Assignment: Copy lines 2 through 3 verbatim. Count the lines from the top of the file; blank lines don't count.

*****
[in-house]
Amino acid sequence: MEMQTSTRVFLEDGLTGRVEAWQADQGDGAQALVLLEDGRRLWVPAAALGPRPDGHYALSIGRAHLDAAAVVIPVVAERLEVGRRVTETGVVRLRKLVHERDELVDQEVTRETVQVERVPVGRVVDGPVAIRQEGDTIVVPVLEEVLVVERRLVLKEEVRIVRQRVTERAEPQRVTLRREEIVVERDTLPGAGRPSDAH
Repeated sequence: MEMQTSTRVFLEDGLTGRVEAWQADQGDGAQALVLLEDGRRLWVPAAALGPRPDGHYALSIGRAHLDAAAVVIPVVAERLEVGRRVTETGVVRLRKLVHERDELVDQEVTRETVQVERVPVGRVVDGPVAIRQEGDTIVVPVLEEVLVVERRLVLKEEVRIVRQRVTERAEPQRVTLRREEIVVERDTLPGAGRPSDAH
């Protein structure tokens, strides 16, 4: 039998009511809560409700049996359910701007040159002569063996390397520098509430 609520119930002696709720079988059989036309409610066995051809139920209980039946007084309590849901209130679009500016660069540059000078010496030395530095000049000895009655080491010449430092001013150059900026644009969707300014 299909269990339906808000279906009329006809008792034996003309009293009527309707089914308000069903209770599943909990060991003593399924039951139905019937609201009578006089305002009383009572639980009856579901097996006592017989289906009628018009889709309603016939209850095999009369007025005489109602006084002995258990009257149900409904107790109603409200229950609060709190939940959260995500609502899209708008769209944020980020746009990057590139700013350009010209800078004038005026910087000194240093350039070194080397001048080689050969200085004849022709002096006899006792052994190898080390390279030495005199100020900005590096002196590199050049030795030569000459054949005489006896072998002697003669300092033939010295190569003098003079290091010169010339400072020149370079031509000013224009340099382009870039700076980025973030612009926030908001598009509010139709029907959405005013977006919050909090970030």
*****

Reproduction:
Amino acid sequence: MEMQTSTRVFLEDGLTGRVEAWQADQGDGAQALVLLEDGRRLWVPAAALGPRPDGHYALSIGRAHLDAAAVVIPVVAERLEVGRRVTETGVVRLRKLVHERDELVDQEVTRETVQVERVPVGRVVDGPVAIRQEGDTIVVPVLEEVLVVERRLVLKEEVRIVRQRVTERAEPQRVTLRREEIVVERDTLPGAGRPSDAH
Repeated sequence: MEMQTSTRVFLEDGLTGRVEAWQADQGDGAQALVLLEDGRRLWVPAAALGPRPDGHYALSIGRAHLDAAAVVIPVVAERLEVGRRVTETGVVRLRKLVHERDELVDQEVTRETVQVERVPVGRVVDGPVAIRQEGDTIVVPVLEEVLVVERRLVLKEEVRIVRQRVTERAEPQRVTLRREEIVVERDTLPGAGRPSDAH